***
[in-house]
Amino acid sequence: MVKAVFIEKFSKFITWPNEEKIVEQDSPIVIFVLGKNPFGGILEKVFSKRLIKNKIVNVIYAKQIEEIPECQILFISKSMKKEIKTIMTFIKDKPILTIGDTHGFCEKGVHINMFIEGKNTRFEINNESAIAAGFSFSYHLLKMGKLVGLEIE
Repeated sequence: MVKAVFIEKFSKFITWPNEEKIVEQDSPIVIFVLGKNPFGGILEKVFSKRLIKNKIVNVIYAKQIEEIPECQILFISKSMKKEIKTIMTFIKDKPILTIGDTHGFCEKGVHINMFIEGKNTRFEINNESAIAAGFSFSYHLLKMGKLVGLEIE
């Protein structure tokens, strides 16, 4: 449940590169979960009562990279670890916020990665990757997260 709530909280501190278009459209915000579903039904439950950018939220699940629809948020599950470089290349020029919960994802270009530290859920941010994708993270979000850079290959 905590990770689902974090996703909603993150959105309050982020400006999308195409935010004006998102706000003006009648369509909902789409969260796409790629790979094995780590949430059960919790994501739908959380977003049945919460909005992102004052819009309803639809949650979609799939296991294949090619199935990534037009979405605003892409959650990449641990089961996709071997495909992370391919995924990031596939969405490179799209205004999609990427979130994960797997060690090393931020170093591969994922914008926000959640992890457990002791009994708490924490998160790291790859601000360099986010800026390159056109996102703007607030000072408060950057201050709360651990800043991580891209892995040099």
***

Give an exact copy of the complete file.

[in-house]
Amino acid sequence: MVKAVFIEKFSKFITWPNEEKIVEQDSPIVIFVLGKNPFGGILEKVFSKRLIKNKIVNVIYAKQIEEIPECQILFISKSMKKEIKTIMTFIKDKPILTIGDTHGFCEKGVHINMFIEGKNTRFEINNESAIAAGFSFSYHLLKMGKLVGLEIE
Repeated sequence: MVKAVFIEKFSKFITWPNEEKIVEQDSPIVIFVLGKNPFGGILEKVFSKRLIKNKIVNVIYAKQIEEIPECQILFISKSMKKEIKTIMTFIKDKPILTIGDTHGFCEKGVHINMFIEGKNTRFEINNESAIAAGFSFSYHLLKMGKLVGLEIE
């Protein structure tokens, strides 16, 4: 449940590169979960009562990279670890916020990665990757997260 709530909280501190278009459209915000579903039904439950950018939220699940629809948020599950470089290349020029919960994802270009530290859920941010994708993270979000850079290959 905590990770689902974090996703909603993150959105309050982020400006999308195409935010004006998102706000003006009648369509909902789409969260796409790629790979094995780590949430059960919790994501739908959380977003049945919460909005992102004052819009309803639809949650979609799939296991294949090619199935990534037009979405605003892409959650990449641990089961996709071997495909992370391919995924990031596939969405490179799209205004999609990427979130994960797997060690090393931020170093591969994922914008926000959640992890457990002791009994708490924490998160790291790859601000360099986010800026390159056109996102703007607030000072408060950057201050709360651990800043991580891209892995040099």